Microbiome Notes

The Microbiome is a figuratively and literally a large topic to contemplate, so I’ll be putting my insights from the experts on to this page.


Here is a good basic video to explain the microbiome.


Erica and Justin Sonnenburg are authors of “The Good Gut.” It has LOTS of information on the microbiome. Here are some insights.

  • Probiotics might help, but you will have to experiment and see which ones have an effect. They might also help with infections.
  • Fermented foods – try one at a time and see which you like and what effect each has. I started with three and was having some bad effects – I’m going back to one at a time.

The video below is an overall explanation of some of their studies and especially how and increase in either fiber or fermented foods affect the microbiome.

Results from tests below.

Fermented foods:

  • Had a 25% increase in microbiotic diversity. From 100 to 125.
  • The fermented foods only added 3 new species that were already in the fermented foods. . The other 22 new species were not from fermented foods. Fermented foods seems to have an indirect effect on microbiotic diversity.
  • There was a decrease in inflammatory markers.

  • Probiotic Study of people with Metabolic Syndrome
  • Did not see an increase in microbiome diversity.
  • No difference in inflammatory response.
  • Insulin, glucose and lipids were unchanged.
  • One sub-group call “responders” did show improvement in their insulin and trigycerides. They were eating more plants than the non-responders. Conclusion was you need to eat more plants if you are going to benefit from a probiotic.
  • It’s best to blend fiber rich foods and fermented foods.

Here is a response from Christopher Gardner about the study above.

“We encouraged study participants to eat as much of five things as frequently as possible:

                Kimchi

                Sauerkraut

                Kombucha

                Yogurt

                Kefir

On their own they found “gutshots” and various pickled (fermented) vegetables to add this list that qualified as having live bacteria.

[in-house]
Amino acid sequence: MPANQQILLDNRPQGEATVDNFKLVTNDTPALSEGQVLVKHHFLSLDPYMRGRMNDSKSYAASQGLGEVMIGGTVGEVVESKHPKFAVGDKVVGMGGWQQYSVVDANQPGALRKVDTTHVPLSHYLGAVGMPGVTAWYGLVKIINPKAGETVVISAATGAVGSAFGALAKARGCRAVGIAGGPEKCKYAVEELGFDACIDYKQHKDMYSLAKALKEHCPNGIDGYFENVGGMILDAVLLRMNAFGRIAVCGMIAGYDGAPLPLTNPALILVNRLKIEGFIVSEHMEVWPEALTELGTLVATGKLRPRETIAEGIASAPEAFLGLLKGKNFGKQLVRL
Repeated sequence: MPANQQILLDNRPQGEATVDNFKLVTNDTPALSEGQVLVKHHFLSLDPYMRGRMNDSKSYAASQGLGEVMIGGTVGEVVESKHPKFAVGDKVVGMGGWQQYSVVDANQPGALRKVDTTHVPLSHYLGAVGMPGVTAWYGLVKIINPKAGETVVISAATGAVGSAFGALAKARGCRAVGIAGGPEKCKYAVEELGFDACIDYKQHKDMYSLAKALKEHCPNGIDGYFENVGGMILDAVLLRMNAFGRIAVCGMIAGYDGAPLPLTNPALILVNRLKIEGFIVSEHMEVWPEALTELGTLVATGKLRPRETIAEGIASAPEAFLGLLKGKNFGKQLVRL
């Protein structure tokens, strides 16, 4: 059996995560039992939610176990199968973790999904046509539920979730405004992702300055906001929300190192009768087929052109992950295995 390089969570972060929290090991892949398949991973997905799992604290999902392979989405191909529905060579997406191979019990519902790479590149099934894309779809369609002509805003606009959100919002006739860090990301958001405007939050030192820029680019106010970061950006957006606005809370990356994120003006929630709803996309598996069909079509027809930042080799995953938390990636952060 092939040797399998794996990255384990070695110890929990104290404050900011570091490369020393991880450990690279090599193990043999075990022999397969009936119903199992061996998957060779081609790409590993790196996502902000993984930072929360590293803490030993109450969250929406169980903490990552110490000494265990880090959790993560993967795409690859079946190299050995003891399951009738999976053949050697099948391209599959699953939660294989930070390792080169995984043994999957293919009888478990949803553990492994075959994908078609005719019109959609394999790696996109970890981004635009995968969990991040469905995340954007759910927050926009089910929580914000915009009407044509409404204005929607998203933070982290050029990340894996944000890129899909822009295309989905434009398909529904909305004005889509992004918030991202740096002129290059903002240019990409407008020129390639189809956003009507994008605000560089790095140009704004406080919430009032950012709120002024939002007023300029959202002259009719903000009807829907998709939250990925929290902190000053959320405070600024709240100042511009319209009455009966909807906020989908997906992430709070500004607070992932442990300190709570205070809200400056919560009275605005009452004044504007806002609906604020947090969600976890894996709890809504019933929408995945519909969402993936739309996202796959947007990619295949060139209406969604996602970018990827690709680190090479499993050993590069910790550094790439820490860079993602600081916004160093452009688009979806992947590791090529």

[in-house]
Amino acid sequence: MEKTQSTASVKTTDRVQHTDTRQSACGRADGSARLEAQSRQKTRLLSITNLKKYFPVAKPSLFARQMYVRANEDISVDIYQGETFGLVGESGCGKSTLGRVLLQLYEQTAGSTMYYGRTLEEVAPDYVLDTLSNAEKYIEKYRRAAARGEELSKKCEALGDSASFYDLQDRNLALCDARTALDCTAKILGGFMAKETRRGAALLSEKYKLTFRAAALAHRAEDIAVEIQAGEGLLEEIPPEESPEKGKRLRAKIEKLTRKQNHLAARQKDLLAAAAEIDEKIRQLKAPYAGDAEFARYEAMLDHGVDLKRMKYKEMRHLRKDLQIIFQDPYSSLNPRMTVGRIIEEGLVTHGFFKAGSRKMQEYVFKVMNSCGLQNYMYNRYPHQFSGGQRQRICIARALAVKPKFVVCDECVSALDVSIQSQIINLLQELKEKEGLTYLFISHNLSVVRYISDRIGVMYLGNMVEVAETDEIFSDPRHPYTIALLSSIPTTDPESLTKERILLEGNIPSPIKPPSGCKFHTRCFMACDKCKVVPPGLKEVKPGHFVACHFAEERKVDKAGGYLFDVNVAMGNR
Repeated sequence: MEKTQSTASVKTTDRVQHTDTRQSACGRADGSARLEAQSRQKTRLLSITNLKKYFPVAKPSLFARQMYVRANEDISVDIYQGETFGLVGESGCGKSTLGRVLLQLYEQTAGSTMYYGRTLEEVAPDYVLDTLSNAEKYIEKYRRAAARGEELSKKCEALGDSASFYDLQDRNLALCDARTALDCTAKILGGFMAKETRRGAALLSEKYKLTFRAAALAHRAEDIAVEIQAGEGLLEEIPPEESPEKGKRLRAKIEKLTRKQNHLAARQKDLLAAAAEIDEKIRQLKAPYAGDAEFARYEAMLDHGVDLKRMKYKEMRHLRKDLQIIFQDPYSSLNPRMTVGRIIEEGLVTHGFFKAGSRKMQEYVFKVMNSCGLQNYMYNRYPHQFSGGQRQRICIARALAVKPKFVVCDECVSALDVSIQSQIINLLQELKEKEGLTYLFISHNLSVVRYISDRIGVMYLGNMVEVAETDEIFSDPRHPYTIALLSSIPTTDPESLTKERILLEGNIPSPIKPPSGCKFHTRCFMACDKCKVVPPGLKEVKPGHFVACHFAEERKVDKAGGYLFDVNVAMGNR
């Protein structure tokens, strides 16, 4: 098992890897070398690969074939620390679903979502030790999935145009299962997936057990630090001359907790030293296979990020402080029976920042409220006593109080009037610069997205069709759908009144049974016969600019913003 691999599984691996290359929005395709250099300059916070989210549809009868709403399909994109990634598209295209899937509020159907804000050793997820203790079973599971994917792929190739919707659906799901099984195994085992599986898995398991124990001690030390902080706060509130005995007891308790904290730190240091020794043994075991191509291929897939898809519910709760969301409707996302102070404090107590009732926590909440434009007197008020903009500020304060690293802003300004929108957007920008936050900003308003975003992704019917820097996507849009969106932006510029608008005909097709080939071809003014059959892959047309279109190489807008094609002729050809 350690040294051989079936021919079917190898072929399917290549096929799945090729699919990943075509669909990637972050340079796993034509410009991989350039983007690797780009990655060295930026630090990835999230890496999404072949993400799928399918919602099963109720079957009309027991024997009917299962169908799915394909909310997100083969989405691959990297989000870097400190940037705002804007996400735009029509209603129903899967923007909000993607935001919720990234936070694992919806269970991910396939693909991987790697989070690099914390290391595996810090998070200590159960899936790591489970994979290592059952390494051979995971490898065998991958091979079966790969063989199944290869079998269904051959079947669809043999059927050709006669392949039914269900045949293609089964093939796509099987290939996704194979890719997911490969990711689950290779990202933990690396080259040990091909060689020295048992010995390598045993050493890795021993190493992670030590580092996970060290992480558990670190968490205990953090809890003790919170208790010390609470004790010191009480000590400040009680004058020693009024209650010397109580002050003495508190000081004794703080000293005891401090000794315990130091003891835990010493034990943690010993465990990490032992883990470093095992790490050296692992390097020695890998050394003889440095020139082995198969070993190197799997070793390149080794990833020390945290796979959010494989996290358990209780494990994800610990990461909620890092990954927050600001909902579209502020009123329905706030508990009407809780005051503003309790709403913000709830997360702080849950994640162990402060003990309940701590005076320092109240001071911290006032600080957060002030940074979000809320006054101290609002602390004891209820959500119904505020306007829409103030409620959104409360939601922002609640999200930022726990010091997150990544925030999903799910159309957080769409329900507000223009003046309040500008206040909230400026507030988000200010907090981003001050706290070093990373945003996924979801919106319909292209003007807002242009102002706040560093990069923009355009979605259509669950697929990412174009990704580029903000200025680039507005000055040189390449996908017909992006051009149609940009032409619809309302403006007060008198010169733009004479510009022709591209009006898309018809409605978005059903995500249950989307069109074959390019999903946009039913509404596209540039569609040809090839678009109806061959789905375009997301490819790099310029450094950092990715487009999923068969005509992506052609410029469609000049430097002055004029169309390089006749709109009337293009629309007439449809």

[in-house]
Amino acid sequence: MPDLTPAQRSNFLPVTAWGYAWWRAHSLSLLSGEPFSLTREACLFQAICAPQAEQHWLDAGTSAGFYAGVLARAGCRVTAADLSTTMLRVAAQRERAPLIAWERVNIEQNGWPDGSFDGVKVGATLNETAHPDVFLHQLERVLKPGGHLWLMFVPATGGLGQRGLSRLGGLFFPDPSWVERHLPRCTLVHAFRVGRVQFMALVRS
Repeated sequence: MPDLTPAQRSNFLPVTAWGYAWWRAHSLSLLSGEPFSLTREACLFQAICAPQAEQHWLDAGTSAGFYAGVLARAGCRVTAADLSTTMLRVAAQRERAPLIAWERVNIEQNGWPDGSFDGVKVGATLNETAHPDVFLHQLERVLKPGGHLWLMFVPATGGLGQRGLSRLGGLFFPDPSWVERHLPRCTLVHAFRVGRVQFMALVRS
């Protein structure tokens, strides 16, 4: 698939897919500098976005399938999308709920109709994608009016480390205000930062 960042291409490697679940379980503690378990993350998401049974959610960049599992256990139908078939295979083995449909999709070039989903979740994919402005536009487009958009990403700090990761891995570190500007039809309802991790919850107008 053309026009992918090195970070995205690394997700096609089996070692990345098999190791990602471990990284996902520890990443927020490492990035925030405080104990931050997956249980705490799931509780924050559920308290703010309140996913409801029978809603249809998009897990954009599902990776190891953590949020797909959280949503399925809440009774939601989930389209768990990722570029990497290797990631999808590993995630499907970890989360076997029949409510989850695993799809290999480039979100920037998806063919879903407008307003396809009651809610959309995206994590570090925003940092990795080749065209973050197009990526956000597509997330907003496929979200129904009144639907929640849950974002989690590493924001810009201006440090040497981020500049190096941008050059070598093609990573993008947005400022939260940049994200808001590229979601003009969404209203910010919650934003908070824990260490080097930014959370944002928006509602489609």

There was no standard amount for study participants to eat.

If they liked yogurt but not kimchi, then they weren’t required to eat kimchi and ate more yogurt.

On average, they ate ~6 servings/day for 6-10 weeks.

On the hand, that probably sounds like a lot.

On the other hand, we had our study dietitian come up with various combinations of fermented food items that totaled 6 servings, and checked out what the calorie contribution of what this was.

Answer: ~300 calories for a TOTAL of 6 servings.

Keep in mind a typical bottle of kombucha sold in stores qualified as two servings, and only had 50 calories total for the two servings.

A half cup of sauerkraut or kimchi counts as a serving, and these are both relatively low-calorie foods.

300 calories would be 10% of the calories of someone eating 3,000 kcal/day, and 15% of the calories for someone eating 2,000 kcal/day. I suspect the “6 servings a day” sounds more reasonable if you know it was ~10-15% of their calories for the day.”


Dr.Will Bulsiewicz recommends

  1. Coffee with spices – tumeric, cinammon, ginger.
  2. Fermented foods – sauerkraut, tempeh,miso – 10 week trial – try this.
  3. Sprouts –
  4. Super Seeds – omega 3’s – ground flax, chia and hemp seeds
  5. He recommends taking an algae based omega 3.
  6. Kiwis – two per day – good for constipation.

Dean Ornish
I notice that he does include a probiotic in the list of pills he is giving people.

AD program that Dean Ornish is trying.

Blue Zones also recommends fermented foods.
https://www.bluezones.com/2019/04/6-ways-to-improve-gut-health/


Fermented Foods I’m trying. Starting Jan. 6th

Non-Dairy Yogurt – Almond Milk – Schnucks

Sauerkraut – Costco

Kombucha – Costco – note – I like to mix it with grape juice.

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About Tom Terrific

Interested in MANY things.

Posted on January 6, 2023, in Health. Bookmark the permalink. Leave a comment.

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